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Scotland first in the UK to recommend the use of Xolair (omalizumab) to treat chronic spontaneous urticaria

Novartis is delighted that the Scottish Medicines Consortium () has recommended Xolair® omalizumab as an add-on therapy for the treatment of (CSU) in adult and adolescent (12 years and above) patients with an inadequate response to combination therapy with H1-antihistamines, leukotriene receptor antagonists (LTRAs) and H2-antihistamines.[1]

The SMC committee’s positive judgement on omalizumab, which is the first and only add-on therapy to H1-antihistamines to be licensed for the treatment of CSU, follows the European Commission’s approval of the medicine for the treatment of CSU in 2014.[2],[4] Prior to the approval of omalizumab, there had not been a new class of medicine licensed for the treatment of CSU since the 1950s.[5]

For patients who do not respond to H1-antihistamines, LTRAs and H2-antihistamines, omalizumab represents an important treatment option, with the potential to bring relief to the thousands of people living with CSU who are now eligible and who may benefit from treatment.

During three placebo-controlled clinical trials (ASTERIA I, ASTERIA II and GLACIAL) that involved over 1,000 patients not responding to H1-antihistamine treatment, omalizumab 300mg was shown to significantly improve itch and hives, including rapid itch relief, and in many cases completely cleared symptoms.[4],[6],[7] Quality of life was also significantly improved for patients treated with omalizumab 300mg across the Phase III study programme.[4],[6],[7] International experts agree that effective treatment for CSU should ultimately result in patients being symptom-free[5], which is not possible in up-to 50% of cases with the only other licensed therapy, H1-antihistamines, given at licensed doses.[2]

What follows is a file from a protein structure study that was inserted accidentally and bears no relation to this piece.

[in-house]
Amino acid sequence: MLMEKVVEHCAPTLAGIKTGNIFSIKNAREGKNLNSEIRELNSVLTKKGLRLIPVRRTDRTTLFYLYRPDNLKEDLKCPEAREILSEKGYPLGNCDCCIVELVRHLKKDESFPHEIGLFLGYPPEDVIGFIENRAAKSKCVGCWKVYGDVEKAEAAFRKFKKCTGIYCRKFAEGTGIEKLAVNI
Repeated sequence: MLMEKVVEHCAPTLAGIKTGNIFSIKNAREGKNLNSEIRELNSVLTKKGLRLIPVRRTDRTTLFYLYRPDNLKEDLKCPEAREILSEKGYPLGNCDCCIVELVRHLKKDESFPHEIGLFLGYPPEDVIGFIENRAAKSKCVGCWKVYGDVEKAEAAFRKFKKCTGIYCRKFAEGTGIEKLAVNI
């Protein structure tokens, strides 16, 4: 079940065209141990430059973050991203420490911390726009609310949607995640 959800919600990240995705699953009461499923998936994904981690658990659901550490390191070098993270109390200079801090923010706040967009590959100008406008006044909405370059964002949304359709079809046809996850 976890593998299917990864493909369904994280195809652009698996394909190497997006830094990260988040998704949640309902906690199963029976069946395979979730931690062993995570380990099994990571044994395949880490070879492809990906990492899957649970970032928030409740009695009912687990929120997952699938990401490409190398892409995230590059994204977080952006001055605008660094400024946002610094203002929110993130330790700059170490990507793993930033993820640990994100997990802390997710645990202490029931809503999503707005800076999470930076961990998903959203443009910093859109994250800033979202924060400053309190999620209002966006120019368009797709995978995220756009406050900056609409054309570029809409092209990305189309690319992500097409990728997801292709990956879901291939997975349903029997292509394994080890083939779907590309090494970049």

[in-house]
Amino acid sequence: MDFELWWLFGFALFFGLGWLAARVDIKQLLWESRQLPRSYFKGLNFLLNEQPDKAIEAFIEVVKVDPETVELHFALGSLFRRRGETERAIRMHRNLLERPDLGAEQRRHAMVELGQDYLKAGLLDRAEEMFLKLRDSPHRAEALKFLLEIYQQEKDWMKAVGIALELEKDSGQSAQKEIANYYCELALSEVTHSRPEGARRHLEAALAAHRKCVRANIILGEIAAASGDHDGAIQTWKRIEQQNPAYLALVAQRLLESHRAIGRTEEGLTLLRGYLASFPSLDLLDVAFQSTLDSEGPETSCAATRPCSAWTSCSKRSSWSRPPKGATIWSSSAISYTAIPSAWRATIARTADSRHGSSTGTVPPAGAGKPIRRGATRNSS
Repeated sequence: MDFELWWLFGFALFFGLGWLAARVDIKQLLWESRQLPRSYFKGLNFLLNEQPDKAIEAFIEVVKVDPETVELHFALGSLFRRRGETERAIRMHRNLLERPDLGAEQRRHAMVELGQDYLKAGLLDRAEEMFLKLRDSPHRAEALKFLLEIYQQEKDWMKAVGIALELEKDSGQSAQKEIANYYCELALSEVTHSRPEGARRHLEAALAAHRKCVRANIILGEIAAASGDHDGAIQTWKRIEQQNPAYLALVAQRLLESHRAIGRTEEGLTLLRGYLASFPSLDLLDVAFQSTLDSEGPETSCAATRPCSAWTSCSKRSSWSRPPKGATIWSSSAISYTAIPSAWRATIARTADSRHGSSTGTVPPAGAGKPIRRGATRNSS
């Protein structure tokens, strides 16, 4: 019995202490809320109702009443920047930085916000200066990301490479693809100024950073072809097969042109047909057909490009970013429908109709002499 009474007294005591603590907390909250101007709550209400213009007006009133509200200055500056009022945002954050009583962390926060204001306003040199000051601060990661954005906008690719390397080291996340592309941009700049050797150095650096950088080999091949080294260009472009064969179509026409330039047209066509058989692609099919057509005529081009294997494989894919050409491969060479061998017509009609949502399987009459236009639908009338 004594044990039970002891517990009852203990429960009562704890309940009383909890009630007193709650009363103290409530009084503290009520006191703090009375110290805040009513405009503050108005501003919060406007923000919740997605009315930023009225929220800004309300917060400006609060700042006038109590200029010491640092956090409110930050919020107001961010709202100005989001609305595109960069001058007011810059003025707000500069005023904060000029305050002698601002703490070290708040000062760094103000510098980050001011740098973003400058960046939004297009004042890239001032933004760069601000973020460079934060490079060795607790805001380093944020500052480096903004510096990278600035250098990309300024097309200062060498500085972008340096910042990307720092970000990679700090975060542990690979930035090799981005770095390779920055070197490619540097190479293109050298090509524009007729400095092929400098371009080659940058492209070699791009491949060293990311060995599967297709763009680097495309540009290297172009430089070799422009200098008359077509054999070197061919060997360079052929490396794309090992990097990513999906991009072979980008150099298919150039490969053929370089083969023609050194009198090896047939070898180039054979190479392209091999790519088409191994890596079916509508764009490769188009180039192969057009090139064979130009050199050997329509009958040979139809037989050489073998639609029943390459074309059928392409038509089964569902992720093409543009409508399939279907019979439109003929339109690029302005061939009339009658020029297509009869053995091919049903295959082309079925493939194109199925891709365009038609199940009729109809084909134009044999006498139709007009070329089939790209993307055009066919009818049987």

CSU is characterised by red, swollen, itchy and painful ‘wheals’ (also known as ‘hives’) that recur daily, or almost daily for six weeks and can be disabling.[5],[8],[9] Negative physical and emotional effects of CSU include depression and social isolation.[2],[3] CSU has a greater impact on quality of life than leprosy and alopecia.[10]

Professor David Burden, Consultant Dermatologist, Western Infirmary, Glasgow, says: “Chronic spontaneous can be a very distressing condition, which has a huge impact on patients’ physical and psychological wellbeing. For many years treatment options for these patients have been severely limited. Today’s recommendation from the SMC is very welcome and provides people living with CSU and their healthcare professionals an important new treatment option. This news will make a huge difference to the lives of many of my CSU patients in Scotland.”

Maureen Jenkins, Clinical Director, Allergy UK, says: “We hear from people suffering with CSU who are really struggling to cope; it’s a condition which has a significant and often underestimated impact on people’s lives. People living with CSU are often at their wits’ end, longing for relief from their symptoms which can place huge limitations on their everyday lives. We’re delighted that the SMC has recognised the role of omalizumab as an effective treatment for patients who’ve struggled to achieve control over their symptoms using other medicines.”